if (p.second - p.first + 1 > sizeof(int)*8)
         throw std::string("bad input, bit field too large");
       farthestBit = std::max(p.second, farthestBit);

   // allocate memory
   int byteCount = farthestBit / 8;
   if (farthestBit % 8 != 0) ++byteCount;
   mMemory = new char[byteCount];

   delete mMemory;

/* This method will obtain the bits of bit field numbered by bf
and return the bits of the bit field in the result
int BitFields::getField(int bf) const
   int result = 0;

   // first get the bounds of the bit field
   FieldDefn fd = mFields[bf];
   int start = fd.first;
   int end = fd.second;

   // then get the individual bits and pack them into the result
   while(start <= end)
       int bit = getNthBit(start);
       // shift to the left by 1 to make room in the result for the new bit
       result <<= 1;
       // put the bit in
       result |= bit;

       // advance to the next bit

   return result;

/* This method will set the bits of bit field numbered by bf
to the bits int value
void BitFields::setField(int bf, int value)
   // first get the bounds of the bit field
   FieldDefn fd = mFields[bf];
   int start = fd.first;
   int end = fd.second;

   while (end >= start)
       We define the last bit in the bit field to be the least significant bit
       in the value
       setNthBit(end, value & 1);
       // shift value to the right by one to get access to the next bit
       value >>= 1;

bool BitFields::getNthBit(int N) const
   from my answer at

   N/8 gives you the byte number in your memory
   N%8 gives you the bit number
   We take the binary value 10000000 and shift it to the right by the bit number,
   so if we are interested in the second bit, then 10000000 becomes 01000000
   and if we are interested in the third bit, it becomes 00100000
   That is the mask.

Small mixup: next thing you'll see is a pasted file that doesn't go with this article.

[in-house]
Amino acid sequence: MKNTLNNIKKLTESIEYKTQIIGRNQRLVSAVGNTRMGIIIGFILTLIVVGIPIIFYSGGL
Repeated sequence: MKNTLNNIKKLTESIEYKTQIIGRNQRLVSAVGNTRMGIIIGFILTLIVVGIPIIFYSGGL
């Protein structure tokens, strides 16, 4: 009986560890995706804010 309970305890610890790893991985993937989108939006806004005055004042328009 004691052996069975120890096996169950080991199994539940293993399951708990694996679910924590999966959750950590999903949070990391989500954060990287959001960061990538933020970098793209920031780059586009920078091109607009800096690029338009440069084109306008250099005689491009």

Then we bitwise-AND the shifted value against the byte
   For example
   Byte: 10101111
   Mask: 00100000
   AND : 00100000

   If the result is 0, the the N'th bit was 0,
   if the result was not 0, then the N'th bit was 1
   return (mMemory[ N/8 ] &  (0x80 >> (N % 8)) ) != 0;

void BitFields::setNthBit(int N, bool value)
   char mask = 0x80 >> ( N % 8);

   char& byte = mMemory [ N/8 ];
   if (value)
       // set the bit
       byte |= mask;
       // clear the bit
       byte &= ~mask;

int main(void)
   /* Lets define the bit fields.
   As you say in your question
   "infact, let's say, 5, 6, 7, 9 bits long(they were different)"
   BitFields::FieldDefnList fieldsDefns;
   fieldsDefns.push_back( BitFields::FieldDefn(0, 4)); // 5 bits
   fieldsDefns.push_back( BitFields::FieldDefn(5, 10)); // 6 bits
   fieldsDefns.push_back( BitFields::FieldDefn(11, 17)); // 7 bits
   fieldsDefns.push_back( BitFields::FieldDefn(18, 26)); // 9 bits
   fieldsDefns.push_back( BitFields::FieldDefn(27, 27)); // 1 bit
   fieldsDefns.push_back( BitFields::FieldDefn(28, 28)); // 1 bit

   // set fields
   BitFields bf(fieldsDefns);
   bf.setField(0, 22); // set field 0 to     10110
   bf.setField(1, 33); // set field 1 to    100001
   bf.setField(2, 87); // set field 2 to   1010111
   bf.setField(3, 341);// set field 3 to 101010101
   bf.setField(4, 1);
   bf.setField(5, 0);
   // test by reading them back
   for(unsigned int ix = 0; ix < fieldsDefns.size(); ++ix)
       int value = bf.getField(ix);
       std::cout << "Field " << ix << " has " << value << std::endl;


All Answers

Answers by Expert:

Ask Experts




No longer taking questions.


No longer taking questions.

No longer taking questions.

©2016 All rights reserved.